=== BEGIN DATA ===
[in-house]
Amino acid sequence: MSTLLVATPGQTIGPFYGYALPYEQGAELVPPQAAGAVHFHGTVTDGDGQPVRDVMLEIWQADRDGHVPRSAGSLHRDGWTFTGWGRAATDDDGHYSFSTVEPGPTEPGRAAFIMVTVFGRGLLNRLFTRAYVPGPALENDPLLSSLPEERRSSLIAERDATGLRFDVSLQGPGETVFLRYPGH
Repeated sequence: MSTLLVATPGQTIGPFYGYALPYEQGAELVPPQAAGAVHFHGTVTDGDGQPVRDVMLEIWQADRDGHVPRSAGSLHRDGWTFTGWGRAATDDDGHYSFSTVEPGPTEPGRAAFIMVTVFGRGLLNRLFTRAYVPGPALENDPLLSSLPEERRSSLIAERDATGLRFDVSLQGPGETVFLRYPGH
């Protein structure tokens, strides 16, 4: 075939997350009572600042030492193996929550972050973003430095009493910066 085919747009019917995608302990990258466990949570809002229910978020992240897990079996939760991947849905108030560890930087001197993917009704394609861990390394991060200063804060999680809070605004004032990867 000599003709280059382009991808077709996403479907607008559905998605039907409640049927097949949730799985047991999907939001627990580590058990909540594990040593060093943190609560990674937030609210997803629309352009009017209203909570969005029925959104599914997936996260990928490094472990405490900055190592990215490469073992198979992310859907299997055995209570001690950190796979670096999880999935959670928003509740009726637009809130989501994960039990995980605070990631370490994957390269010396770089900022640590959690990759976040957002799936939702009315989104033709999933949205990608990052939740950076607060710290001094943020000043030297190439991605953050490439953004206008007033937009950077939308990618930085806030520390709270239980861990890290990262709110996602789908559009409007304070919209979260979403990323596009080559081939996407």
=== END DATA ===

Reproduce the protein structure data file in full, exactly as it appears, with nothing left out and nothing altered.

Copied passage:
[in-house]
Amino acid sequence: MSTLLVATPGQTIGPFYGYALPYEQGAELVPPQAAGAVHFHGTVTDGDGQPVRDVMLEIWQADRDGHVPRSAGSLHRDGWTFTGWGRAATDDDGHYSFSTVEPGPTEPGRAAFIMVTVFGRGLLNRLFTRAYVPGPALENDPLLSSLPEERRSSLIAERDATGLRFDVSLQGPGETVFLRYPGH
Repeated sequence: MSTLLVATPGQTIGPFYGYALPYEQGAELVPPQAAGAVHFHGTVTDGDGQPVRDVMLEIWQADRDGHVPRSAGSLHRDGWTFTGWGRAATDDDGHYSFSTVEPGPTEPGRAAFIMVTVFGRGLLNRLFTRAYVPGPALENDPLLSSLPEERRSSLIAERDATGLRFDVSLQGPGETVFLRYPGH
């Protein structure tokens, strides 16, 4: 075939997350009572600042030492193996929550972050973003430095009493910066 085919747009019917995608302990990258466990949570809002229910978020992240897990079996939760991947849905108030560890930087001197993917009704394609861990390394991060200063804060999680809070605004004032990867 000599003709280059382009991808077709996403479907607008559905998605039907409640049927097949949730799985047991999907939001627990580590058990909540594990040593060093943190609560990674937030609210997803629309352009009017209203909570969005029925959104599914997936996260990928490094472990405490900055190592990215490469073992198979992310859907299997055995209570001690950190796979670096999880999935959670928003509740009726637009809130989501994960039990995980605070990631370490994957390269010396770089900022640590959690990759976040957002799936939702009315989104033709999933949205990608990052939740950076607060710290001094943020000043030297190439991605953050490439953004206008007033937009950077939308990618930085806030520390709270239980861990890290990262709110996602789908559009409007304070919209979260979403990323596009080559081939996407």